- Open Access
Cognitive impairment among patients with diabetes in Saudi Arabia: a cross-sectional study
Middle East Current Psychiatry volume 27, Article number: 49 (2020)
The incidence of cognitive impairment (CI) is higher in patients with diabetes mellitus (DM). The association between DM and CI and the risk factors for CI need to be addressed to estimate the prevalence of cognitive impairment in patients with DM and to identify the potential risk factors. The study is a cross-sectional study using a convenient sample of 269 subjects. Sociodemographic diabetes-related variables including biochemical markers were collected. CI and diabetes-related distress (DRD) were assessed using the Arabic version of Montreal Cognitive Assessment scale (MoCA) and the Diabetes Distress Screening Scale respectively.
Overall, 80.3% had cognitive impairment while 33.8% had severe impairment. Older age, female gender, low level of education, and low income were associated with CI; duration of diabetes and DRD were associated with CI while ophthalmic complications were associated with severe CI. Duration of diabetes was inversely associated with CI. Level of HbA1c was significantly higher in patients with severe CI, and the probability of CI increased as the level of HbA1c increased. Low level of education was associated with severe CI, and CI was two times more likely among patients with DRD.
CI was higher than worldwide figures. Elderly females with low educational level, long duration of DM, and low socioeconomic status are at more risk. The probability of severe CI increased with increased level of HbA1c. Screening for CI in patients with diabetes along with intervention programs while considering the DRD and the level of HbA1c is crucial.
Diabetes mellitus is a chronic metabolic disease that is characterized by hyperglycemia which affects most of the body systems. Diabetic patients usually develop diverse microvascular, macrovascular, and neuropathic complications making diabetes a major health problem . Several studies have linked cognitive impairment with diabetes mellitus [2,3,4]. More recent studies showed that the incidence of cognitive impairment is higher in patients with diabetes mellitus compared to general population [5, 6] and that diabetes mellitus is considered as a risk factor for cognitive impairment . Several studies reported an association between high blood glucose levels and the onset and progression of cognitive impairment [8,9,10,11]. It was also reported that less than 4% of the healthy subjects aged 65 years or less are suffering from cognitive impairment .
Cognitive impairment is defined as difficulty remembering, learning new things, concentrating, or making decisions that affect everyday life . It is a major community concern because it results in functional disability, and it increases healthcare costs . It might adversely affect the management plan or cause serious harm specially in patients with diabetes, since patients’ concepts regarding the need for regular follow-up, self-care, adherence to diet, exercise, and medications depend mainly on an intact memory [1, 14]. Patients with cognitive impairment might be at risk of having complications from treatment like developing hypoglycemia because of either omission of meals or wrong dose or timing of insulin or oral medications [1, 15].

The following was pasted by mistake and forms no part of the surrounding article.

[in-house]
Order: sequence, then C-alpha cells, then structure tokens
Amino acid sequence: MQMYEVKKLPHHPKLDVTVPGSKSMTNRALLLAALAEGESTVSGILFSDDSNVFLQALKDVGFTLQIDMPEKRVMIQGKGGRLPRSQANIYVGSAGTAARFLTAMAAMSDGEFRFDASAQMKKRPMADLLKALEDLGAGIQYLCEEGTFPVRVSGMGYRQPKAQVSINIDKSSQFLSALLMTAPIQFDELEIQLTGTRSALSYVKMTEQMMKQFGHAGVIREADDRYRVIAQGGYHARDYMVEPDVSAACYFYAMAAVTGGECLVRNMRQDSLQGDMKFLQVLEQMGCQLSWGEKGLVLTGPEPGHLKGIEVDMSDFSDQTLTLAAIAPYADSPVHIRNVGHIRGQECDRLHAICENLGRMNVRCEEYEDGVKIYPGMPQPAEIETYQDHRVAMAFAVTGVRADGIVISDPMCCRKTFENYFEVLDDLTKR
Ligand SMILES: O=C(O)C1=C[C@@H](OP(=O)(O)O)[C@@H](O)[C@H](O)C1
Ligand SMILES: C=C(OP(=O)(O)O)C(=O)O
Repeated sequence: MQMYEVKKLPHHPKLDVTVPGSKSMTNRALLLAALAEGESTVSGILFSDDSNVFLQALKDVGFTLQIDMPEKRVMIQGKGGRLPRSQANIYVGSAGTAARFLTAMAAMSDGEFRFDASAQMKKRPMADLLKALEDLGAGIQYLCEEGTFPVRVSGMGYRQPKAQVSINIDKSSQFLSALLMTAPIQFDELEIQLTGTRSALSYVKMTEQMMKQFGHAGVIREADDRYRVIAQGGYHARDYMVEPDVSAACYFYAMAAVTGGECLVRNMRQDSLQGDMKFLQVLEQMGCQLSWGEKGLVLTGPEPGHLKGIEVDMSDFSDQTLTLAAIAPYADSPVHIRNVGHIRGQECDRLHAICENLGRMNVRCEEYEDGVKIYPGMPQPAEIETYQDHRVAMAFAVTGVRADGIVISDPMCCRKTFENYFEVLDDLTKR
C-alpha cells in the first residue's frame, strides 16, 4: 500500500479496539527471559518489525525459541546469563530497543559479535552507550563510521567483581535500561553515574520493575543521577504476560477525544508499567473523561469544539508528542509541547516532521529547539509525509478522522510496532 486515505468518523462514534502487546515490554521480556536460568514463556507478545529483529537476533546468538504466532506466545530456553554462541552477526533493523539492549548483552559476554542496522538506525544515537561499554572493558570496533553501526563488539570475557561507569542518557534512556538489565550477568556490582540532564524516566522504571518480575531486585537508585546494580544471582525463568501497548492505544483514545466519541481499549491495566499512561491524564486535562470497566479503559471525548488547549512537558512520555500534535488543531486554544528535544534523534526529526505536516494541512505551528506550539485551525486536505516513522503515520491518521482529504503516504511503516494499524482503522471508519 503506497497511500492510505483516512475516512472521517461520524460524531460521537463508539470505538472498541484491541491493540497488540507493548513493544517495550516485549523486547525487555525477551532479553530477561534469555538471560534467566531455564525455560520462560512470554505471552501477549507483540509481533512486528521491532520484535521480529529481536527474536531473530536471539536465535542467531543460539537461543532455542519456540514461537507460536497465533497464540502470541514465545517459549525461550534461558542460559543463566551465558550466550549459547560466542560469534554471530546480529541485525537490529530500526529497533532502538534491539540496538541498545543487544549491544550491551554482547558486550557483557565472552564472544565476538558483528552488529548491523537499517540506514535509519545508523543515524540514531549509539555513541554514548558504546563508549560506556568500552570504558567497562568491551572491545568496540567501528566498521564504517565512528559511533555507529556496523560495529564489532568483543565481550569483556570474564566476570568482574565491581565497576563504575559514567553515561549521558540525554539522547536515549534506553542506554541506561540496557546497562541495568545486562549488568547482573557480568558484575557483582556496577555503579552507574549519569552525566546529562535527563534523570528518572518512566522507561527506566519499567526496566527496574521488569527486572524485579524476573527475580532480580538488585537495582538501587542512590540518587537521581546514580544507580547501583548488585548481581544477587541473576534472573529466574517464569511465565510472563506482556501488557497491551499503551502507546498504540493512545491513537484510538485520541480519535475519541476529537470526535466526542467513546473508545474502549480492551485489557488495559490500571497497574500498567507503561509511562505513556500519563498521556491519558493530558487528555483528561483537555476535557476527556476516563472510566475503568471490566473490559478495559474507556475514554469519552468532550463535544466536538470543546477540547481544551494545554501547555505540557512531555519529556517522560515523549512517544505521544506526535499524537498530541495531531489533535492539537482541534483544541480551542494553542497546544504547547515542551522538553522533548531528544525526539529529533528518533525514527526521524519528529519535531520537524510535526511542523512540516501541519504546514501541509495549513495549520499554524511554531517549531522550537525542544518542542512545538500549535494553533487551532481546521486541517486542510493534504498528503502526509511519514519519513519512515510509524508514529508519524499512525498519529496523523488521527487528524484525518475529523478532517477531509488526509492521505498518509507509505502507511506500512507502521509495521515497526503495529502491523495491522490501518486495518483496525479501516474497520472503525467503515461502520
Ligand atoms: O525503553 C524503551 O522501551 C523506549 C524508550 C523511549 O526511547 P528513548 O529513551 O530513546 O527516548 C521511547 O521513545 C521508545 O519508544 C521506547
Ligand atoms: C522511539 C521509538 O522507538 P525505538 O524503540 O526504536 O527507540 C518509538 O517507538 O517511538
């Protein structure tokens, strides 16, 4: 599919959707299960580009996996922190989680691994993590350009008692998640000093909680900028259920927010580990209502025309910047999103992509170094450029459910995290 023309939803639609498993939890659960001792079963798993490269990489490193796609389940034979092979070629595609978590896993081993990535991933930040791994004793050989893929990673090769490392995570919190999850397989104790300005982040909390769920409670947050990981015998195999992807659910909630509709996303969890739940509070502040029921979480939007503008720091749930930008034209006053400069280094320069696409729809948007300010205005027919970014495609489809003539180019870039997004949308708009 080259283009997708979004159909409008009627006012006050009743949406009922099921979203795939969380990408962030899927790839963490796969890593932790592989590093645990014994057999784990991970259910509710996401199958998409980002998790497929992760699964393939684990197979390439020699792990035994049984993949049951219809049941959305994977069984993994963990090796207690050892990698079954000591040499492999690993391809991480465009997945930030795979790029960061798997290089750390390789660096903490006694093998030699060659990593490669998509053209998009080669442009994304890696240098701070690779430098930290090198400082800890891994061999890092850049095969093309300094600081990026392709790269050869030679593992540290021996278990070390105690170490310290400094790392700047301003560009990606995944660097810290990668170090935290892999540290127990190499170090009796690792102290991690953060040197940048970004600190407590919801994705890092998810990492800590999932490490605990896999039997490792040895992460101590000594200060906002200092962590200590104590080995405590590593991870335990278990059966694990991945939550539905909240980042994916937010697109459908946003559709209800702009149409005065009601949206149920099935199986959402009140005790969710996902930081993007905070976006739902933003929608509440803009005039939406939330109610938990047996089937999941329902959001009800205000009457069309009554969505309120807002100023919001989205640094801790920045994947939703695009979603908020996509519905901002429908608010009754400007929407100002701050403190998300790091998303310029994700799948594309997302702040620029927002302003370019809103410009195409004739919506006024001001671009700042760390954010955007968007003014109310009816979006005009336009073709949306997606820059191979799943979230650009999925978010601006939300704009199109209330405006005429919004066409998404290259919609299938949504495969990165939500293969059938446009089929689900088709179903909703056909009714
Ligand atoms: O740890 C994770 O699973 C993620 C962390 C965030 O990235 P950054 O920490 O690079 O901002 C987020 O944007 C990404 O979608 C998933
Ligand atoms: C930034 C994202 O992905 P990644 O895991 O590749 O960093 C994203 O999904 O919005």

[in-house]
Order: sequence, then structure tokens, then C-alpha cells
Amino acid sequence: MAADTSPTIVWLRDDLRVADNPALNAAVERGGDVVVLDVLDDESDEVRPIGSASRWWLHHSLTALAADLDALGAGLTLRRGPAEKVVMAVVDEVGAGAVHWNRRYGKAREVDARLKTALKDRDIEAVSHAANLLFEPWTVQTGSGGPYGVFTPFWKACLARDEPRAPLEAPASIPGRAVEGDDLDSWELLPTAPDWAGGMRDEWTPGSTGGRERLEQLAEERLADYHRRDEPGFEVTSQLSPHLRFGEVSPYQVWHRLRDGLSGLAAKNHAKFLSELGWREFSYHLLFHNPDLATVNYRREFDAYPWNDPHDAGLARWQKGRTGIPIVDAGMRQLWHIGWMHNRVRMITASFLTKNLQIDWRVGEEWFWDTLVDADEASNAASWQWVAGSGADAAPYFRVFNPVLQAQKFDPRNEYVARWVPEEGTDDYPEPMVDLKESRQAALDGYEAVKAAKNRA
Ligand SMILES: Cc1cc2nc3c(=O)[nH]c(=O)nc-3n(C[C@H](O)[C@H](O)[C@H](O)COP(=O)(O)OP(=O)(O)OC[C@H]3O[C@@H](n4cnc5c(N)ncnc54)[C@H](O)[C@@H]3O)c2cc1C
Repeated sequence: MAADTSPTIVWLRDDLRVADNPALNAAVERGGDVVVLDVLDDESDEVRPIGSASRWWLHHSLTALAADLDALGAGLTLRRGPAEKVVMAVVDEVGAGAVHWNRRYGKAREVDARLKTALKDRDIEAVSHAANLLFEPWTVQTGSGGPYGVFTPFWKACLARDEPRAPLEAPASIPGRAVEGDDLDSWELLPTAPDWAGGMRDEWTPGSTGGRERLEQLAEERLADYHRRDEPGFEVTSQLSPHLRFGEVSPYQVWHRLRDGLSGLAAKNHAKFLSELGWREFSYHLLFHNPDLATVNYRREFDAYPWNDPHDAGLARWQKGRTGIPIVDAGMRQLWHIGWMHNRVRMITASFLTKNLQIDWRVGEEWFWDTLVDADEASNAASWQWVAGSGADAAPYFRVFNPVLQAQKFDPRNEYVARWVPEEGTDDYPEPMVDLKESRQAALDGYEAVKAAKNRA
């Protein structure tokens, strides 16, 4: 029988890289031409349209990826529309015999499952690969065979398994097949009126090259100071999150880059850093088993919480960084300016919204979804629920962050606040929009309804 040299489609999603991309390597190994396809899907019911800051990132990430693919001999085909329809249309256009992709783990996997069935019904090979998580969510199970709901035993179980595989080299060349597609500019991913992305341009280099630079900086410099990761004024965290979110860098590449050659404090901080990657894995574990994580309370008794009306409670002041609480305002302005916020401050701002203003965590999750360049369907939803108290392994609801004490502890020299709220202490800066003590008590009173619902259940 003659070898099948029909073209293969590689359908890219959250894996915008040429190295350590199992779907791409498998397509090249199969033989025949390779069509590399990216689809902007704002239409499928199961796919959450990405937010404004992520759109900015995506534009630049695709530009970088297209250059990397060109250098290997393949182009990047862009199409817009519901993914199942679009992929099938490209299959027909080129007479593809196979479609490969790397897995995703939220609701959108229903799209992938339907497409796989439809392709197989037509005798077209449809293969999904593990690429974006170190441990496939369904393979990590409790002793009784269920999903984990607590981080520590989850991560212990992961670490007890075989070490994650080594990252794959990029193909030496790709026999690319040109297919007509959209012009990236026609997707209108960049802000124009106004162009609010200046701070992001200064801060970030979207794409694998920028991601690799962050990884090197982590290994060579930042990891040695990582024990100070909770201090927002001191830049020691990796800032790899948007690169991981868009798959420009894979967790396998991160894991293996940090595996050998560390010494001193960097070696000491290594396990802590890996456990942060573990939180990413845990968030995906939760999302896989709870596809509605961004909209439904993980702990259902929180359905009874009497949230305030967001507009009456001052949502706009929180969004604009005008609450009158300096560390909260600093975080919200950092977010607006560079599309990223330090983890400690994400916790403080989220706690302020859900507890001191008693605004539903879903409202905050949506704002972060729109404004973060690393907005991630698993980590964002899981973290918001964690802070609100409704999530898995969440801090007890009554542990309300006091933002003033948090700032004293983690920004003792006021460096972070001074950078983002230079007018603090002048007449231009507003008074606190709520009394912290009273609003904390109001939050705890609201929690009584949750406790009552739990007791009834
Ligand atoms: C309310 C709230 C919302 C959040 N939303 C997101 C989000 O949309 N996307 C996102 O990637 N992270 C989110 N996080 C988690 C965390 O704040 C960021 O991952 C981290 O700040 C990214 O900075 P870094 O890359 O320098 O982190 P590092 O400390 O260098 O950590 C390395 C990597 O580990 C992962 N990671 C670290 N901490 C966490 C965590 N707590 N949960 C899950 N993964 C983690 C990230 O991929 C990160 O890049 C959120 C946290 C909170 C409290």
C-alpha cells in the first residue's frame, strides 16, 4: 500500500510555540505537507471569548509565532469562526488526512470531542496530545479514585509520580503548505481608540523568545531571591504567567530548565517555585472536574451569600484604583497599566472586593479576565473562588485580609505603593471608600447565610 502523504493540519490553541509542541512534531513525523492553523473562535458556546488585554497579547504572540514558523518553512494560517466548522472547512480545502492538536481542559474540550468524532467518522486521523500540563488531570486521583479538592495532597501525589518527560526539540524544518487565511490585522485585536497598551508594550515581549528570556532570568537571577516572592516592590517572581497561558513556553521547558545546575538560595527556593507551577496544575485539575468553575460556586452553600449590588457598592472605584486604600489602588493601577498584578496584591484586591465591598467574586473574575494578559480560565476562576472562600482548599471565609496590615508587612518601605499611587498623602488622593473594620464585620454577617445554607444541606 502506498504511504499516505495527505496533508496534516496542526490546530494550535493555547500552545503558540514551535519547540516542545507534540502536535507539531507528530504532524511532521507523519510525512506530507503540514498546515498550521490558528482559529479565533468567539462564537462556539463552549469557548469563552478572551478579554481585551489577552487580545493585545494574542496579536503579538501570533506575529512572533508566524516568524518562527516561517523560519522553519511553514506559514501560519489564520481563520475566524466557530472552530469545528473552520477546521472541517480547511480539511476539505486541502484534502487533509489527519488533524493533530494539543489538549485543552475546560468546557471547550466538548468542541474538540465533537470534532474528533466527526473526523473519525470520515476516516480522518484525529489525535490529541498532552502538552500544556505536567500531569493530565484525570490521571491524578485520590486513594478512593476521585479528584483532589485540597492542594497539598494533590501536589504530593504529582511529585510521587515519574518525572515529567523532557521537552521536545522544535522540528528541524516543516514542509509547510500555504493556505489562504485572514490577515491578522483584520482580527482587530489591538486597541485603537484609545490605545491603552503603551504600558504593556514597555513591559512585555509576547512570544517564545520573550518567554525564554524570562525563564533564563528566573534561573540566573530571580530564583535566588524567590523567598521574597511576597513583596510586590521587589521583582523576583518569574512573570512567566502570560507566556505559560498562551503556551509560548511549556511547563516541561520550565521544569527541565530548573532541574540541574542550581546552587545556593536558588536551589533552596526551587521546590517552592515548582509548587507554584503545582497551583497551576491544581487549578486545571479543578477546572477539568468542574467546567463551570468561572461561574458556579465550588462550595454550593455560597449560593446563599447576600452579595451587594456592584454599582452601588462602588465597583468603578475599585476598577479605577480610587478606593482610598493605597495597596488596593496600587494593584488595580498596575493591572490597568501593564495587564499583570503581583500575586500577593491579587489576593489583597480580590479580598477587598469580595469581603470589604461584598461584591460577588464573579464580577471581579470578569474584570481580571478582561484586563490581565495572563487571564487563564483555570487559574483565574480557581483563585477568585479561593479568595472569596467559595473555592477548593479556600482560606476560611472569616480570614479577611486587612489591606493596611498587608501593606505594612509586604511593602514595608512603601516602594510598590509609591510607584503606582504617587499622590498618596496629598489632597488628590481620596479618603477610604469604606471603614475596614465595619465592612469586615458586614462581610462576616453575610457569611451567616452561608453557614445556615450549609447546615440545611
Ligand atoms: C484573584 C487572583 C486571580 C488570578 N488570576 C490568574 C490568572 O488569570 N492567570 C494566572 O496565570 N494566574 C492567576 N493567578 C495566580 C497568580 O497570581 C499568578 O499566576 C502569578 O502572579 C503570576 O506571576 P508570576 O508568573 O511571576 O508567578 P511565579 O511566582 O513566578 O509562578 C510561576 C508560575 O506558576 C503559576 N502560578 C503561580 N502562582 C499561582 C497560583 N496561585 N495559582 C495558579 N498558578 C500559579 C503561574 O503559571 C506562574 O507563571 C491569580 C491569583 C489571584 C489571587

The exact mechanism for the development of cognitive impairment in diabetes mellitus is complex. One study suggests cerebrovascular disease as a risk factor . Other studies suggest that fluctuation of blood glucose level, end products of metabolism, insulin resistance, concomitant hypertension, amyloidosis, depression, and some physical and psychological factors may play significant roles [2, 16]. Chronic hyperglycemia has been proven to be toxic to the neurons due to the production of advanced glycation end products causing oxidative damage which causes neuronal injury [8, 17]. Microangiopathy, oxidative stress, inflammation, and dyslipidemia are other important factors which can lead to neuronal damage resulting in cognitive impairment . Other suggested mechanisms for cognitive impairment among individuals with diabetes mellitus include expression of insulin-degrading enzyme and occurrence of severe hypoglycemic events . The duration of diabetes and poor glycemic control has been always considered as important contributors to the impact of diabetes mellitus on cognitive impairment [7, 19]. The longer the duration of diabetes mellitus, the more likely is the occurrence of complications, including cognitive compromise .
Some studies assessing the prevalence of cognitive impairment in the Middle East and Arabic-speaking countries demonstrated that the range of cognitive impairment in this region ranges from 4.4 to 32% [20, 21]. A recent study assessing the prevalence of cognitive impairment among Saudi population aged 60 years and above demonstrated a prevalence of 46% . It is still controversial to determine which domain of cognition is affected the most in patient with diabetes .
Diabetes-related distress (DRD) is defined as significant psychosocial factors that have been demonstrated to impact diabetes outcomes. Diabetes distress depicts the logical and situational challenges which an individual can encounter concerning the management, support, and emotional stress of diabetes. Several studies demonstrated that diabetes-related distress affects glycemic control, supporting the impact of diabetes distress on diabetes outcomes . In spite of the obvious relation between diabetes and DRD, the relation between cognitive impairment and DRD needs to be addressed.
Although diabetic patients are at increased risk to develop cognitive impairment, the cognitive function of patients with diabetes is not usually assessed in routine clinical care. There are no data available on the prevalence of cognitive impairment in the diabetic Saudi population. It is crucial to understand the association between cognitive impairment and diabetes mellitus in order to maximize the quality of life. The aim of this study is to estimate the prevalence of cognitive impairment in patients with DM and to identify the potential risk factors.